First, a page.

Couple’s dream project hits snag
A dream to bring an art-based bed and breakfast has proven to be a frustrating endeavor for Christy Carlisle and her husband, Paul.
Carlisle owns and runs C. Design's Floral in north Baldwin, right off County Road 1055 close to Baldwin High School. What she and Paul have wanted to do for several years now is build a bed and breakfast at the 215 N. Sixth location. However, the State Historic Preservation Office has said the couple can't tear down the house currently on the site because it's of the same era as the Quayle House, which is on the National Register of Historic Places and is across the street.
"Dreams take time," said Carlisle. "But are they really supposed to take forever?"
The farmhouse currently on the site has been there since 1903, but is not on the National Register. Like any house that is 100 years old, it has problems -- most notably a foundation that won't hold it up for another century. After having numerous experts look at the house it was determined that it just wouldn't be cost effective to fix it. A better plan was to tear it down and replace it with a farmhouse-type bed and breakfast with a wrap-around porch and all the amenities.
"If there was any way I could repair that house without breaking the bank, I would -- I raised my family there," she said. "Anyone who knows me knows I'm a tree-hugger and a person that believes in keeping heritage alive. This isn't it.
"What prompted this whole thing is our foundation is slipping and eventually will fall down. It may take time, but it will happen," said Carlisle. "That's what started this whole thing. We got bids on the foundation, they couldn't guarantee the walls. We got bids on the walls, they couldn't guarantee the roof. The bids got to the point that it was cheaper to build a new home than it was to repair the damage done by nature and the extent of time."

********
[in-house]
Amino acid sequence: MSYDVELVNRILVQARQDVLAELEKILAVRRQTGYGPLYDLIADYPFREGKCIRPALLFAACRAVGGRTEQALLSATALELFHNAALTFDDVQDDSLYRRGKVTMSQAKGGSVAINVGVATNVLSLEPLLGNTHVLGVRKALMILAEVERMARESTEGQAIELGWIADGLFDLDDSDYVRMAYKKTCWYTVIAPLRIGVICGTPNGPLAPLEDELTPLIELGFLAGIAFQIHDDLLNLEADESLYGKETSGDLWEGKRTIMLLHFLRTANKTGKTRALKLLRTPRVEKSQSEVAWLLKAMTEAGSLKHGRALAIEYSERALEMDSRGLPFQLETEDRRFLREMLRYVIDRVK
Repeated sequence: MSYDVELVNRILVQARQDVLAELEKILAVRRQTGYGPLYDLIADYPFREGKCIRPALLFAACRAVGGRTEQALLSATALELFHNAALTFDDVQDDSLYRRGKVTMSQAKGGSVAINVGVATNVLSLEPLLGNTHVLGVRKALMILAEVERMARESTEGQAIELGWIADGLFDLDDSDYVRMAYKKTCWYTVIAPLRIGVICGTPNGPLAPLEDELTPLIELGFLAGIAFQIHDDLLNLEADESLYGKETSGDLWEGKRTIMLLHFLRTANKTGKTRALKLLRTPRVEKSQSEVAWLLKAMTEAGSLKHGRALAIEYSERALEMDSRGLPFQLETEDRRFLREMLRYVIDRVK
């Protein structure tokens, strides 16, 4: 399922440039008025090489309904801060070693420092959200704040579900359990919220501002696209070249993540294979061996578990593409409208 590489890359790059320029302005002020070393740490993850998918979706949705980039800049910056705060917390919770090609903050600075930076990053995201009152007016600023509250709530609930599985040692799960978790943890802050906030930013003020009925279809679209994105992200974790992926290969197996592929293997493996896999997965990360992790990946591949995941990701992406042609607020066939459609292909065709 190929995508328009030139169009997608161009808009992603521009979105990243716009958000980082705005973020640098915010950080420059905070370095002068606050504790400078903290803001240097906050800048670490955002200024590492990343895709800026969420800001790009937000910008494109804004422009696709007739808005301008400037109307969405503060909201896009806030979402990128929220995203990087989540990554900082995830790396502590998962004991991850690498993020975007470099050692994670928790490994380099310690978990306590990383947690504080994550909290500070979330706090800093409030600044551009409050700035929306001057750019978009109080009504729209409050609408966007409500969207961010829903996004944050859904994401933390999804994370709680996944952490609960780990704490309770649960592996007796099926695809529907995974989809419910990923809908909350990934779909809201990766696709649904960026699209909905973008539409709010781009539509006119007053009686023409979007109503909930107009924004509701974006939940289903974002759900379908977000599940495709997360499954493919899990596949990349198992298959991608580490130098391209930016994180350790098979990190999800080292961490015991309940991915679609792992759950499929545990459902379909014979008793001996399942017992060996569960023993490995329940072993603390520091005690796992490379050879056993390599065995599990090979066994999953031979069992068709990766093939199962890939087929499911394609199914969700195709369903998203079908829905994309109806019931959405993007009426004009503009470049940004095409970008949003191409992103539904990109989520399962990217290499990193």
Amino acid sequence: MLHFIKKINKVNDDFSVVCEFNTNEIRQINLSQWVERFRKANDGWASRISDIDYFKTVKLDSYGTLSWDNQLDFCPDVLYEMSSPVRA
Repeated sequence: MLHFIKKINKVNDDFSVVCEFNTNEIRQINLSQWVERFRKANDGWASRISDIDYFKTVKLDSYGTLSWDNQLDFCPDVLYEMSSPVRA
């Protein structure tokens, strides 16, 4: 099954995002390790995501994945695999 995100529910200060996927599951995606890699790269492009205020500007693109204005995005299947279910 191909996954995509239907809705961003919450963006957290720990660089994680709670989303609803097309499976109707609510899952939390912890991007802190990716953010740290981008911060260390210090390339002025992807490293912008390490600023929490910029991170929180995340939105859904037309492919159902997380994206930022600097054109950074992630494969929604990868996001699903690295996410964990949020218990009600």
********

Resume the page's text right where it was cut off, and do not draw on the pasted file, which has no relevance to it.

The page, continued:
With that in mind, the dream of a bed and breakfast began in earnest. Plans popped into mind and were put on paper.
"We see this as a complete complex," said Carlisle. "What a great concept to have a flower shop, a greenhouse and gardens next to a bed and breakfast with flagstone patios, grape arbors and many other such features. It just kind of works well together.
"We wanted to keep it within the style of Baldwin," she said. "It would be a two-story wrap-around porch farmhouse style that will attach into the old flower shop to allow a reception area with all the pretties -- hard-wood floors, etc., all the things that should be here."
There would also be another new flower shop, which would be a bungalow-type farm home to the south of the complex. All of the space and improvements would allow for art classes, a ceramics studio, an environment for artist to share ideas, etc., and seminars.
It all sounded good ... too good, evidently.
"The city thinks it's great. The planning commission thinks it's great. Financing isn't a problem. We thought we were home free," said Carlisle, "but because we are within 300 feet of a national landmark (the Quayle home) we were told we needed permission from the State Historic Preservation Office. We applied and sent them drawings, blueprints and pictures of what we wanted to do.
"They loved it, but when they found out we planned to tear down or remove the old house, they said that was an encroachment on the property across the street," she said. "The state says that's not an option. I even asked them to come down and inspect. I was told that wasn't necessary. I asked her to come have tea in the room we lovingly call the meat locker. All this was based on a 4-by-6 picture we sent."
That's put the whole project in a holding pattern. If the house is torn down, it could leave Carlisle and the city -- which has the final say in the matter -- liable. That concerns Carlisle, who really doesn't want to make waves, but wants to build their dream.
"I normally don't take a political stand, but I think I'm going to have to fight this one," she said, adding that a similar case has gone to the Supreme Court. "We've rolled up our sleeves and done research to prove to the state that our house is separate from the one across the street. A new farmhouse built has more appeal than something caving in from 1903.
"My point is what right do they have to tell me what I can do with my old house that's on my property that I pay commercial taxes on," Carlisle said.
Still, the grand plan is on hold. But, that hasn't stopped Carlisle from moving on. She's opened a new store, The Collective, in the old house, which will feature a collection of art work, seasonal items and gifts.
"The old saying when you have lemons, make lemonade comes into play," she said. "This process could take two years, so we've moved our family back into FireTree and will use the space for my first love -- pottery, art work, found treasures, lots of found treasures."
In the meantime, the dream will stay alive, she says.
"We like being an active part of the Baldwin community with all of the charm and we really enjoy having the flower shop and meeting so many great people. It is our intention to stay," Carlisle said. "We just hope we are able to grow a little."
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